When it comes to tech blogs, the majority of today’s sites focus on products, business news and rumors. What’s missing in this mix, however, is a site that solely covers the world of online communities. The Daily Dot, which launches today, wants to change this and calls itself the “hometown newspaper of the World Wide Web.” The team behind the site, including CEO Nick White (who has an extensive background in the legacy newspaper world), founding editor Owen Thomas (best known for his work at VentureBeat and Valleywag) and twelve staff writers, aims to write about online communities like Facebook, Twitter, YouTube and Reddit. The site was co-founded by White, tech entrepreneur and EarthWeb co-founder Nova Spivack and Josh Jones-Dilworth, the founder and CEO of the Austin-based PR and marketing firm that bears his name.
Anyone who has used Google+ for more than a few hours has, no doubt, discovered a very high level of engagement. Users are sharing great content and are eager to share opinions on just about any topic, and there are many ways to share and connect. One can share, re-share, comment, +1, tag others, and even comment on comments and re-share re-shares. How, then, does one effectively participate? Are there established rules of etiquette for all of this communication?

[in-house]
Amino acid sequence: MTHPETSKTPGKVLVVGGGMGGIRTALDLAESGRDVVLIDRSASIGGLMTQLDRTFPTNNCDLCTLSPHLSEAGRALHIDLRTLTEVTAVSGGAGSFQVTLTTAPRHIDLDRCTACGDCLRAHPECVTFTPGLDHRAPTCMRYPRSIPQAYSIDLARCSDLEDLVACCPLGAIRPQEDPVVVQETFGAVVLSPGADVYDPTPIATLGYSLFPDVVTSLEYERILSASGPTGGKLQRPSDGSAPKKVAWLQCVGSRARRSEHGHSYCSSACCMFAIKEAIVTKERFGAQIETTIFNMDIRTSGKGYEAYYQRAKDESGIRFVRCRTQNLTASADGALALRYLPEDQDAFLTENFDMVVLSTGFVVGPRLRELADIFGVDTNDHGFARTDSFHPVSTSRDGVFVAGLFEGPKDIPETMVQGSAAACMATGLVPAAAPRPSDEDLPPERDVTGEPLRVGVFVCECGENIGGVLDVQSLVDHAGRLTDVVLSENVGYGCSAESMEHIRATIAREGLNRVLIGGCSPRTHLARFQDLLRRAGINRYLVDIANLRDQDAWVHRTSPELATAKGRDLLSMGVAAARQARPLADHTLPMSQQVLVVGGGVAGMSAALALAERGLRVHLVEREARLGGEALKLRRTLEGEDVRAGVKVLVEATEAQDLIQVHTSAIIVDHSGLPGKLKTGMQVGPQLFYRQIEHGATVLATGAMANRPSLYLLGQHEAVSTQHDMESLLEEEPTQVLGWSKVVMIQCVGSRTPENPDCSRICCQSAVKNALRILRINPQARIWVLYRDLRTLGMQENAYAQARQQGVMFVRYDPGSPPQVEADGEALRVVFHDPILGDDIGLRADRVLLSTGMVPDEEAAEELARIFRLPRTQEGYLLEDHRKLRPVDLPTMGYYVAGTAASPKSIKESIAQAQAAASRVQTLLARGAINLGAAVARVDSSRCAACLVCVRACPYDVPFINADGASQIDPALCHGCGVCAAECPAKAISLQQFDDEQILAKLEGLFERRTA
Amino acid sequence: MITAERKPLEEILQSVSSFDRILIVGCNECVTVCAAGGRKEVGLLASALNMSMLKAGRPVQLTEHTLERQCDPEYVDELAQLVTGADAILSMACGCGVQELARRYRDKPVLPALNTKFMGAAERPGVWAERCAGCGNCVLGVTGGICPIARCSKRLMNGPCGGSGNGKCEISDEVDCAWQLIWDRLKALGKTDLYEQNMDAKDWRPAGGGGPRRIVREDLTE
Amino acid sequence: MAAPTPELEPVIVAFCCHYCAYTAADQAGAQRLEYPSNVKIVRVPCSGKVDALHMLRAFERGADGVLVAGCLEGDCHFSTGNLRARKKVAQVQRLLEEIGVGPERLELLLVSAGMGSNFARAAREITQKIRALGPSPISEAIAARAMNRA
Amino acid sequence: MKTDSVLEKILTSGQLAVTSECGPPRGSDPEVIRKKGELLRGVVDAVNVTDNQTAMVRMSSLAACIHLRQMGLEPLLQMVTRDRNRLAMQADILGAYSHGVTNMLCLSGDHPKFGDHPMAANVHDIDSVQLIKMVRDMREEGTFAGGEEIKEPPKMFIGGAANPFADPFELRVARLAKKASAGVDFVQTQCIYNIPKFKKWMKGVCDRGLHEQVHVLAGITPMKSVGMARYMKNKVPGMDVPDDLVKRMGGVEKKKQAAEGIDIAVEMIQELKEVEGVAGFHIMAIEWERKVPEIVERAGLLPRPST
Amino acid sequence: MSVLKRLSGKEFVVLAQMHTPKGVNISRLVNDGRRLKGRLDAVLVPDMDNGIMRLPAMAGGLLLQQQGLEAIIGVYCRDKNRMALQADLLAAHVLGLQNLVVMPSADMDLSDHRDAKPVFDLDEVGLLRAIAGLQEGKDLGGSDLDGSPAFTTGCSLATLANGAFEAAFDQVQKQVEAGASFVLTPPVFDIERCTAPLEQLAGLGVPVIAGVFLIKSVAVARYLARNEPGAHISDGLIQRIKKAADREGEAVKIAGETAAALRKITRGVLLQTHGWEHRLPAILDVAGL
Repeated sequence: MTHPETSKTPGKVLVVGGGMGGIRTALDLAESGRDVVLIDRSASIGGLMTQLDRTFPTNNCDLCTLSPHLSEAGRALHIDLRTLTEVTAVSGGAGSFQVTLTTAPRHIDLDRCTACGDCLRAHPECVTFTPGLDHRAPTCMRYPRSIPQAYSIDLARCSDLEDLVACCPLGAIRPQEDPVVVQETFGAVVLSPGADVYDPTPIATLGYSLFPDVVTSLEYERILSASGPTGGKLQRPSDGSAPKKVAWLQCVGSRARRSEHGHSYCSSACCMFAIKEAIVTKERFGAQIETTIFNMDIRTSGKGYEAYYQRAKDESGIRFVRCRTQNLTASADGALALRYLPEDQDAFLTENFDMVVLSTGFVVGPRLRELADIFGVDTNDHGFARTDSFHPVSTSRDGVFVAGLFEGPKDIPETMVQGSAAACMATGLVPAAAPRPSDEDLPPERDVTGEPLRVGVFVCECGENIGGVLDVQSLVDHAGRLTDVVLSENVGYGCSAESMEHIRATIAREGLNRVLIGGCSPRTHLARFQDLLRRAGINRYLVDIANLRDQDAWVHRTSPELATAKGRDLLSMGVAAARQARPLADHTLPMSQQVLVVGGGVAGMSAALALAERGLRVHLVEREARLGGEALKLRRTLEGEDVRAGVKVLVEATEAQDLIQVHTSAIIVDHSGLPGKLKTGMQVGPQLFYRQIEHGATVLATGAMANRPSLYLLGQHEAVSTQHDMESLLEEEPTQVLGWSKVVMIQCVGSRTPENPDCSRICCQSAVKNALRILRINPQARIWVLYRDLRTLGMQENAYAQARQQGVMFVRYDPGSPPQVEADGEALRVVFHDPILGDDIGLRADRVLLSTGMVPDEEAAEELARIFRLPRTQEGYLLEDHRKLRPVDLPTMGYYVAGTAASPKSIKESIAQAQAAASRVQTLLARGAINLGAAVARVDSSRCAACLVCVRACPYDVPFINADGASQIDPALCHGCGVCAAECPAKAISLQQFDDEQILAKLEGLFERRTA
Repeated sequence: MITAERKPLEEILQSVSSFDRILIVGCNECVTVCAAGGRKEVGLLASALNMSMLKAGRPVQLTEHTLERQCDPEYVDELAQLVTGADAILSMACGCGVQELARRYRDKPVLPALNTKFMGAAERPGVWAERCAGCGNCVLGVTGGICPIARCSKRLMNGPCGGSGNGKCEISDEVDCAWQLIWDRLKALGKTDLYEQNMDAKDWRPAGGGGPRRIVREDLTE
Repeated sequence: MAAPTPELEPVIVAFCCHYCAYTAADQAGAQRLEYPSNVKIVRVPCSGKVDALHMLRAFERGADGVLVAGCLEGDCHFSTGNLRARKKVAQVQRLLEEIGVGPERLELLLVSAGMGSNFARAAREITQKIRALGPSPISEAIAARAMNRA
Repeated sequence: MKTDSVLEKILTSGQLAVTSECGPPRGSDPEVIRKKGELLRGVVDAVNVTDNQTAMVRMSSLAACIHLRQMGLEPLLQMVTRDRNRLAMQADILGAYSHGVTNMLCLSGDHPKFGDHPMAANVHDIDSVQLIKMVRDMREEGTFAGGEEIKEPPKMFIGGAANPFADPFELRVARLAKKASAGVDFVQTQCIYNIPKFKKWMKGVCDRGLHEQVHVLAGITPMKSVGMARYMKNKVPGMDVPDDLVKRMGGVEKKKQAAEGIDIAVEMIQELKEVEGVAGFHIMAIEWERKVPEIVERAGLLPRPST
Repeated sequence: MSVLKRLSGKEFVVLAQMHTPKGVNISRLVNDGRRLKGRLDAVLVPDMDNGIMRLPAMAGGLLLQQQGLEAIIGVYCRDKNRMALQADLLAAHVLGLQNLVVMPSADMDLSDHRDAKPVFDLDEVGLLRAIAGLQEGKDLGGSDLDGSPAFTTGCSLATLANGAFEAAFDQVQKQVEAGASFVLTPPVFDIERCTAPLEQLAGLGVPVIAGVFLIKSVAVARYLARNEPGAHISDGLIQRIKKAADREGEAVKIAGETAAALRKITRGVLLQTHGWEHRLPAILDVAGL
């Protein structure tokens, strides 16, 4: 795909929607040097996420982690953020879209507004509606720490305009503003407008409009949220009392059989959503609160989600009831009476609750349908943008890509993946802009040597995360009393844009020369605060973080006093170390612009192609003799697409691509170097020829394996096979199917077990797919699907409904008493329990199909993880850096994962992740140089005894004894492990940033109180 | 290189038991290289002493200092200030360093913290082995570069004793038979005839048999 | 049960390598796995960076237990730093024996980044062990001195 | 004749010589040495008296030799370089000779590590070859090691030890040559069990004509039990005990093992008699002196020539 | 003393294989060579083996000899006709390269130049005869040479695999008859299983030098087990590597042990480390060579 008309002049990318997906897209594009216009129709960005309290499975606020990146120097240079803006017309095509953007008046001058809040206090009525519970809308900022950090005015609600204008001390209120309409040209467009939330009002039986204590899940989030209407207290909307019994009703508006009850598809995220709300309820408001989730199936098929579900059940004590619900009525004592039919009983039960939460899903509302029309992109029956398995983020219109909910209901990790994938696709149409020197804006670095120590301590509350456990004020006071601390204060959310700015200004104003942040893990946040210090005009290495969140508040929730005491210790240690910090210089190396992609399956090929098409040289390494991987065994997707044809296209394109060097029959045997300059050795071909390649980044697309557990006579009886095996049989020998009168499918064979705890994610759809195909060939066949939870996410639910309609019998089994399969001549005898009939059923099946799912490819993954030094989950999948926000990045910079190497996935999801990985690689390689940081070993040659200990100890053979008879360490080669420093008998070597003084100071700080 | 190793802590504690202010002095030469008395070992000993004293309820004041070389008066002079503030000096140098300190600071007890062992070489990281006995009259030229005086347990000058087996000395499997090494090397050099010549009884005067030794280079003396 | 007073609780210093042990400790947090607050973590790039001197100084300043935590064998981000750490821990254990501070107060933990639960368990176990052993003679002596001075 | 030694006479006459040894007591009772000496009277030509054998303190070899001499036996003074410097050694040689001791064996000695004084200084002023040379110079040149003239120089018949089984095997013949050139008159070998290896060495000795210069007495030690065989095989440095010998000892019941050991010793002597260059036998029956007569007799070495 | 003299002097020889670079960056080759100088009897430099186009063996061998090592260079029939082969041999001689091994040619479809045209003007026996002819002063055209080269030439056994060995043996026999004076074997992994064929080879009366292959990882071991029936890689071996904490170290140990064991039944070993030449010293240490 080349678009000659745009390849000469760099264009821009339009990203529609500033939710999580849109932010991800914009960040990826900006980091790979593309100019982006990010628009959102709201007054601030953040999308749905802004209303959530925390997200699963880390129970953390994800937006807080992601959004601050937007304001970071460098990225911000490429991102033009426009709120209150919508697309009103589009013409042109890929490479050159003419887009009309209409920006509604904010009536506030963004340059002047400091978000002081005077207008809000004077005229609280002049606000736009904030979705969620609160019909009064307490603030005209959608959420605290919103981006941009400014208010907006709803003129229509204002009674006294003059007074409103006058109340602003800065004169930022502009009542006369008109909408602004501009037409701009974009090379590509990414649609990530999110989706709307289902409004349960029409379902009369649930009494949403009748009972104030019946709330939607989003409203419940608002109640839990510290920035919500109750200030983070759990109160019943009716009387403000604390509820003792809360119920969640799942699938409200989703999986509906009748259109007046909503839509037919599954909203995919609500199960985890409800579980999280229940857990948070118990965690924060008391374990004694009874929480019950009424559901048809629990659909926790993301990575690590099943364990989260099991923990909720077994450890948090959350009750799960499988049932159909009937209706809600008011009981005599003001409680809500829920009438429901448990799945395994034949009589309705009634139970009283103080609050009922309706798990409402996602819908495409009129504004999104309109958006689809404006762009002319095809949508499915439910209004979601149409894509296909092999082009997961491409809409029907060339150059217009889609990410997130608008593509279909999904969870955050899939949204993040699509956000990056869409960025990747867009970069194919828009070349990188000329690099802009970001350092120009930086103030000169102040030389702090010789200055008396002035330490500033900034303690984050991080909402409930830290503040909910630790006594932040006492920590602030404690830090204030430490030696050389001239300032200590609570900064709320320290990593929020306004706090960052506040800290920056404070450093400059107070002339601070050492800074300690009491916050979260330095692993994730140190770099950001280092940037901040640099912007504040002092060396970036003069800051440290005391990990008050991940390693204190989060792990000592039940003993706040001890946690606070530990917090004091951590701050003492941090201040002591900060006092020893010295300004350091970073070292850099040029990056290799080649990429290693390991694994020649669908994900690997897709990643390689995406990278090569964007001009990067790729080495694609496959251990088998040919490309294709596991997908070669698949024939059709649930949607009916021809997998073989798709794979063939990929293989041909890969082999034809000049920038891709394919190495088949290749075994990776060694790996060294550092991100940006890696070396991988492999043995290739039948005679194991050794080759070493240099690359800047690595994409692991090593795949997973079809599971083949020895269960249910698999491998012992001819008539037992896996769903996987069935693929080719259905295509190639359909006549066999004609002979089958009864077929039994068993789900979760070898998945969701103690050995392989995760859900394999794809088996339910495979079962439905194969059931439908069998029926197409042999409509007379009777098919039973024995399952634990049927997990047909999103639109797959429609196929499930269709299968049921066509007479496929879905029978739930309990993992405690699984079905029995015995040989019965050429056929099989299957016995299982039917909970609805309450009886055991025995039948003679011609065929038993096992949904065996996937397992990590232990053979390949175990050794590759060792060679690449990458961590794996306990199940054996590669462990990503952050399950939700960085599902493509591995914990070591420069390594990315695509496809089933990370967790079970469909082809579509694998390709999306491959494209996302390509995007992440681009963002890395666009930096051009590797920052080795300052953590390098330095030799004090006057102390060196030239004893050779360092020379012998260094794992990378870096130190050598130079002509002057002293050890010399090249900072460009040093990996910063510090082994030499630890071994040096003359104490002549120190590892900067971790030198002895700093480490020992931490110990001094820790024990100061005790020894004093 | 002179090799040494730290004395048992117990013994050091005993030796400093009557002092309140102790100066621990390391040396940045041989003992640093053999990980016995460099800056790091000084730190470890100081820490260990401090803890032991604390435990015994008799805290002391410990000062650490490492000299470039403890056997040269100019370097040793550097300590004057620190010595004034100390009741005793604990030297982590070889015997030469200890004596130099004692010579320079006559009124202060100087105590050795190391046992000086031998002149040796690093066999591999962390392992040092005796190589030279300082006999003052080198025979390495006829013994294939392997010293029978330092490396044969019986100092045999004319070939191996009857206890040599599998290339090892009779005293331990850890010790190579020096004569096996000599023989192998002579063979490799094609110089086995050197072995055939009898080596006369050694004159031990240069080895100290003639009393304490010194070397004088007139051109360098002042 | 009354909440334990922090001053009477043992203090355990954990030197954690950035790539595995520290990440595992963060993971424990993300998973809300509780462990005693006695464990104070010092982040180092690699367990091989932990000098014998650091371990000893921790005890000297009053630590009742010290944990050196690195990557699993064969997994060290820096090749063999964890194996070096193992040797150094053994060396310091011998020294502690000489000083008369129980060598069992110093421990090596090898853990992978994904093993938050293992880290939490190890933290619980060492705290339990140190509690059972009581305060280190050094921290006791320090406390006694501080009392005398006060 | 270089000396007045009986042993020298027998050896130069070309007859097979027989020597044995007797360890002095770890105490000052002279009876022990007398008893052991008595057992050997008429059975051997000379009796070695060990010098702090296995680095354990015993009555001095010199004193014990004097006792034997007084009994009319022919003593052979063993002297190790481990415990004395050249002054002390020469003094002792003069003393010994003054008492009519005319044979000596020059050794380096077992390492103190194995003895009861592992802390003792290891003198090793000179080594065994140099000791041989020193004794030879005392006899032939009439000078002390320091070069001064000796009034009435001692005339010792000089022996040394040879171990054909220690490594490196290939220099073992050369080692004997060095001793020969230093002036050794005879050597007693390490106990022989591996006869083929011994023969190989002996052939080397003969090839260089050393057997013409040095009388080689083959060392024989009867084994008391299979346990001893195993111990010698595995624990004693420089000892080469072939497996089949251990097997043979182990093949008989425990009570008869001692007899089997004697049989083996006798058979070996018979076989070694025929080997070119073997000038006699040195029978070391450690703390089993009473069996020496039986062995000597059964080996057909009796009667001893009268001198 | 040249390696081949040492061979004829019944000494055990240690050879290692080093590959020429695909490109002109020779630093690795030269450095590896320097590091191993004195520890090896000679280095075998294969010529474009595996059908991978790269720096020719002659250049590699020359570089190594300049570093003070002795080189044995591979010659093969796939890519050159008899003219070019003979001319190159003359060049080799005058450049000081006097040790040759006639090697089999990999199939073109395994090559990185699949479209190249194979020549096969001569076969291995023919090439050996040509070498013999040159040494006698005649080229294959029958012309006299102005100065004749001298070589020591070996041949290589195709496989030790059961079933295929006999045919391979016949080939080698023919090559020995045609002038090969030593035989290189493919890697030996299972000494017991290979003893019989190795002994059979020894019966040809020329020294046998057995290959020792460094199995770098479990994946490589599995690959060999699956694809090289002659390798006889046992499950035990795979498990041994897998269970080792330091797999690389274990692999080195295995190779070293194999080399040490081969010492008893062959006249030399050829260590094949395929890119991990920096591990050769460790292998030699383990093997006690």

The developers of Readability, the service that makes reading text online better by stripping sites down to their basics and allowing readers to just focus on the text, just launched their newest project at the SXSW conference in Austin. This new application, Donahue, provides conference attendees and presenters with a new way to interact during talks. The idea behind Donahue is based on the reality that the audience members at most tech conferences today often spend more time looking at their screens than at the presenters.
Skype, the immensely popular VoIP service, experienced the first major outage in its history yesterday and even though this will surely hurt the company in the very short run, its excellent crisis management will reduce the outage’s impact to close to zero in the long run.